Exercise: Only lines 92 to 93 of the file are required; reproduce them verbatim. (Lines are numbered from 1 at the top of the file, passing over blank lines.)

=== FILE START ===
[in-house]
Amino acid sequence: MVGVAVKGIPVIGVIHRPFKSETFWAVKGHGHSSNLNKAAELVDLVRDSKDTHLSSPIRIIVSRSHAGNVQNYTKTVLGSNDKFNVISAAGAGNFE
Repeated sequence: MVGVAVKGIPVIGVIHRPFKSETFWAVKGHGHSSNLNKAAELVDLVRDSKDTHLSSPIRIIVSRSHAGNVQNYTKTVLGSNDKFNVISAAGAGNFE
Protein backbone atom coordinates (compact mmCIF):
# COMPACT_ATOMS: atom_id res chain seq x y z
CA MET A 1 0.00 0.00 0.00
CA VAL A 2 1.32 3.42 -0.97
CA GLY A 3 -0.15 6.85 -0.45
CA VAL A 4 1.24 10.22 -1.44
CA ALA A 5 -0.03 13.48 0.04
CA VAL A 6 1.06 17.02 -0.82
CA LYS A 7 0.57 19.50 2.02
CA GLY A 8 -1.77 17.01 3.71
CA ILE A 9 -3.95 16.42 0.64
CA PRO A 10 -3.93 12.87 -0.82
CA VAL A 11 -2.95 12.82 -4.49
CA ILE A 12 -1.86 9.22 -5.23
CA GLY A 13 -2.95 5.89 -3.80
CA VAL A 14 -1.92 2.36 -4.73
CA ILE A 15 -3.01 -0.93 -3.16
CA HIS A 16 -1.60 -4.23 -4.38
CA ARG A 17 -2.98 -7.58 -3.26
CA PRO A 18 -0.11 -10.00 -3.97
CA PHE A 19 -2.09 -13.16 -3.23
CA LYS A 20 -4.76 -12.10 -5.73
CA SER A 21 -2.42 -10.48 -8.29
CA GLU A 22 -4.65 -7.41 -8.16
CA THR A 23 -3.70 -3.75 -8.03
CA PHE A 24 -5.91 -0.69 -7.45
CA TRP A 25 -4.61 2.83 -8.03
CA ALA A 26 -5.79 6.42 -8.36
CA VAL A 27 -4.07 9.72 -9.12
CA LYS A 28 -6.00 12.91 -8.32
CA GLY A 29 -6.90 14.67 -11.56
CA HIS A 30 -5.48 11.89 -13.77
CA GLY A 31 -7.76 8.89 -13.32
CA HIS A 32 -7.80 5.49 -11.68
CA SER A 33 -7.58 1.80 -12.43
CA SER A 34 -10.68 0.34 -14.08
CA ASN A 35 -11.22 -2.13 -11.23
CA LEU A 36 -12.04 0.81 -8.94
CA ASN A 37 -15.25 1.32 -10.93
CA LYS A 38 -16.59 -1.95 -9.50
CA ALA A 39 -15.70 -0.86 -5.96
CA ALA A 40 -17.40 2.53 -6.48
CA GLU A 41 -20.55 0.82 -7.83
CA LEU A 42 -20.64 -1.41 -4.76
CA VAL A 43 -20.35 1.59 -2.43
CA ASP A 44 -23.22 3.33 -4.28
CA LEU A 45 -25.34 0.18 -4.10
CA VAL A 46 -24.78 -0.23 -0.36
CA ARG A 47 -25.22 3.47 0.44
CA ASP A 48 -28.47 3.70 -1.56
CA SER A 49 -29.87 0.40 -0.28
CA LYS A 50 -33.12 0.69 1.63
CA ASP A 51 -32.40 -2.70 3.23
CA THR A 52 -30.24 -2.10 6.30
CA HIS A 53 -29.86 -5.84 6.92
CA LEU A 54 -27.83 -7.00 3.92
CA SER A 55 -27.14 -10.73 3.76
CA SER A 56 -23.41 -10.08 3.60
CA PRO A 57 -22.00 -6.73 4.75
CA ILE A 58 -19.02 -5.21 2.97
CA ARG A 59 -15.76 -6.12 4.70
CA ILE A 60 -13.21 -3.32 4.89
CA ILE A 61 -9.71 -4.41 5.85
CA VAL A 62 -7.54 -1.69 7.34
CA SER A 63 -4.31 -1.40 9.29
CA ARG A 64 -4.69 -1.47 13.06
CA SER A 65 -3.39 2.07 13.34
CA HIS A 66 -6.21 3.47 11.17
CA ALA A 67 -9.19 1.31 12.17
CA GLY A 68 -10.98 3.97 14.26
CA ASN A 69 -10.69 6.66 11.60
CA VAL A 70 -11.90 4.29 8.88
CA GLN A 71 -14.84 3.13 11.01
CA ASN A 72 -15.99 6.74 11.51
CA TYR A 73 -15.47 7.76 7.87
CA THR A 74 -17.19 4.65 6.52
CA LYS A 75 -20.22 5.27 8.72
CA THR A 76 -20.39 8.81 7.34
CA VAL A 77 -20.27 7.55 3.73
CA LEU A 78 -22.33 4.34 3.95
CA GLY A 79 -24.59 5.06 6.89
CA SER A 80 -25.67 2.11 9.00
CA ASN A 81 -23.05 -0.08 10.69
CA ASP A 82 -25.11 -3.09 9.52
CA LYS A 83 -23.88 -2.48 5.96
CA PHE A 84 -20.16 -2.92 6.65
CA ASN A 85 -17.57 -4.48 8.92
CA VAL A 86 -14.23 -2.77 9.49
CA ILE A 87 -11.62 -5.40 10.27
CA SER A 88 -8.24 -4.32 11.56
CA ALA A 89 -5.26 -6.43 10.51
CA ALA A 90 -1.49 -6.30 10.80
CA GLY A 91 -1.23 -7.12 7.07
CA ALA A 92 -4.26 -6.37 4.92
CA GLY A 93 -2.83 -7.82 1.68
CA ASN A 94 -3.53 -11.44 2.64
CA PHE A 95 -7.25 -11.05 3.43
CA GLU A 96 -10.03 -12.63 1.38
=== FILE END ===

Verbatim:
CA ILE A 87 -11.62 -5.40 10.27
CA SER A 88 -8.24 -4.32 11.56